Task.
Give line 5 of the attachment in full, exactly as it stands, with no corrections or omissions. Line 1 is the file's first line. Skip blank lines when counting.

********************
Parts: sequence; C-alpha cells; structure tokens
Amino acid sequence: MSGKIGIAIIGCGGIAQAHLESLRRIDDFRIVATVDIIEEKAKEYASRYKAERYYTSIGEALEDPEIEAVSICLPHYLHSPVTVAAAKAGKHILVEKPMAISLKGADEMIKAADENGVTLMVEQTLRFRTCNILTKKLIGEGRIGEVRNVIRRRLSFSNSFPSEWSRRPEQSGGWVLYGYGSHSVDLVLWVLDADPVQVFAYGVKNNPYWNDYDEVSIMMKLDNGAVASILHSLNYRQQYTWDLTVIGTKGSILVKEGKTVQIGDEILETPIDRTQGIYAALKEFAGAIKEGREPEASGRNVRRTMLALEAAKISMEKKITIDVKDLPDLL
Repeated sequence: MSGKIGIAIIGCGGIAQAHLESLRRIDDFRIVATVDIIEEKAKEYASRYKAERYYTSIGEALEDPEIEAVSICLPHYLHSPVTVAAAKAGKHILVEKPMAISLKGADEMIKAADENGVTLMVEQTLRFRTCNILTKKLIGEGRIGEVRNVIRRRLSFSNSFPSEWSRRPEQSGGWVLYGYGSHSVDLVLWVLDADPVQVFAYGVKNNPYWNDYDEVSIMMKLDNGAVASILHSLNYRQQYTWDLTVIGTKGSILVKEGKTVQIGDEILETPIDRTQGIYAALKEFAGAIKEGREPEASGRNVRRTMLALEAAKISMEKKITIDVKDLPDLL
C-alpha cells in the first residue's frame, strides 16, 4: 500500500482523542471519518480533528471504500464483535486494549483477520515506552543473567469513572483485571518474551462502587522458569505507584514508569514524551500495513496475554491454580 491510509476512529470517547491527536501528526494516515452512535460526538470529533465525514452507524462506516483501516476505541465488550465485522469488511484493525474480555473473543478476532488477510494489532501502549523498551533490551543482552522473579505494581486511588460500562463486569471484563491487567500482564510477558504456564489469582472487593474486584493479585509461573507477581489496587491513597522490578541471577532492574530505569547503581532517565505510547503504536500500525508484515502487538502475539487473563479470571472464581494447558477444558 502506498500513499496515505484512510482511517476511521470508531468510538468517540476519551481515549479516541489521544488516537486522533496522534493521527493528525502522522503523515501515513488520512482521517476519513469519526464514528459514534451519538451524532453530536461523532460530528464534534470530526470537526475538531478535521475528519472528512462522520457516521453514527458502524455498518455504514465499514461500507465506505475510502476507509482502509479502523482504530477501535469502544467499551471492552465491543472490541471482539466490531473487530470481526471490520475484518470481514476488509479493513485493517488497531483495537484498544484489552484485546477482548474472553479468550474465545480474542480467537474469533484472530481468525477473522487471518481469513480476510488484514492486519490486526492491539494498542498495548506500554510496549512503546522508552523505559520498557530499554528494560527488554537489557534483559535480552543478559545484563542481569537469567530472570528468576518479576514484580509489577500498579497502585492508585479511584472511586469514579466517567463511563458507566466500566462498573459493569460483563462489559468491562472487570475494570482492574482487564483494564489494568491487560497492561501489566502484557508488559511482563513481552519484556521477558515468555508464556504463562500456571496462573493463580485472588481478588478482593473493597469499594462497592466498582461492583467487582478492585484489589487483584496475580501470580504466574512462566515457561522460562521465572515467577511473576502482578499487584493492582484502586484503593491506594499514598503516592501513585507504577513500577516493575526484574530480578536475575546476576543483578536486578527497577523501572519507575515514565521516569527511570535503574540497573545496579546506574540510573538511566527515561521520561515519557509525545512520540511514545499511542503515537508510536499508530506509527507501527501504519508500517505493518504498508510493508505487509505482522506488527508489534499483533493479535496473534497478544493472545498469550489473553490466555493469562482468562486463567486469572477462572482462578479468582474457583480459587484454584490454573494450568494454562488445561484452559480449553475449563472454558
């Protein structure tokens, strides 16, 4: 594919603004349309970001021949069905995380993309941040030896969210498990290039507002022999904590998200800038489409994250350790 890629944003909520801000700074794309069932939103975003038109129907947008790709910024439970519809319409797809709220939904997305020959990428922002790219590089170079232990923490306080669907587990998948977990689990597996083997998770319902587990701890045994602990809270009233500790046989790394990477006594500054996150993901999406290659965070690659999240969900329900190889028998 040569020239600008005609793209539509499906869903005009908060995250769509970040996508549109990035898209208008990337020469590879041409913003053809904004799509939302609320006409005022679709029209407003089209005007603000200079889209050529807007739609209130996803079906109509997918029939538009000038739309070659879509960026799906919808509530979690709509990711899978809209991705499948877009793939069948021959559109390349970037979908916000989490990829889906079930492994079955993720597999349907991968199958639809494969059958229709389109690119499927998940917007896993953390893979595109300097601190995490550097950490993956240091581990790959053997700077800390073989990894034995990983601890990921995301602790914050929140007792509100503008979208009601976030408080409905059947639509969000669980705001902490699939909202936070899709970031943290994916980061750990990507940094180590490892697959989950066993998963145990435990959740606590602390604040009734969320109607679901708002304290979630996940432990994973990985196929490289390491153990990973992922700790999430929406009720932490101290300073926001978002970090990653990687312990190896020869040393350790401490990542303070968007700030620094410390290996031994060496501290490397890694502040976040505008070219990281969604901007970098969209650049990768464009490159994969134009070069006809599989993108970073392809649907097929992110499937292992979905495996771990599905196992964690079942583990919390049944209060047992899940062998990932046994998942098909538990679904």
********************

């Protein structure tokens, strides 16, 4: 594919603004349309970001021949069905995380993309941040030896969210498990290039507002022999904590998200800038489409994250350790 890629944003909520801000700074794309069932939103975003038109129907947008790709910024439970519809319409797809709220939904997305020959990428922002790219590089170079232990923490306080669907587990998948977990689990597996083997998770319902587990701890045994602990809270009233500790046989790394990477006594500054996150993901999406290659965070690659999240969900329900190889028998 040569020239600008005609793209539509499906869903005009908060995250769509970040996508549109990035898209208008990337020469590879041409913003053809904004799509939302609320006409005022679709029209407003089209005007603000200079889209050529807007739609209130996803079906109509997918029939538009000038739309070659879509960026799906919808509530979690709509990711899978809209991705499948877009793939069948021959559109390349970037979908916000989490990829889906079930492994079955993720597999349907991968199958639809494969059958229709389109690119499927998940917007896993953390893979595109300097601190995490550097950490993956240091581990790959053997700077800390073989990894034995990983601890990921995301602790914050929140007792509100503008979208009601976030408080409905059947639509969000669980705001902490699939909202936070899709970031943290994916980061750990990507940094180590490892697959989950066993998963145990435990959740606590602390604040009734969320109607679901708002304290979630996940432990994973990985196929490289390491153990990973992922700790999430929406009720932490101290300073926001978002970090990653990687312990190896020869040393350790401490990542303070968007700030620094410390290996031994060496501290490397890694502040976040505008070219990281969604901007970098969209650049990768464009490159994969134009070069006809599989993108970073392809649907097929992110499937292992979905495996771990599905196992964690079942583990919390049944209060047992899940062998990932046994998942098909538990679904």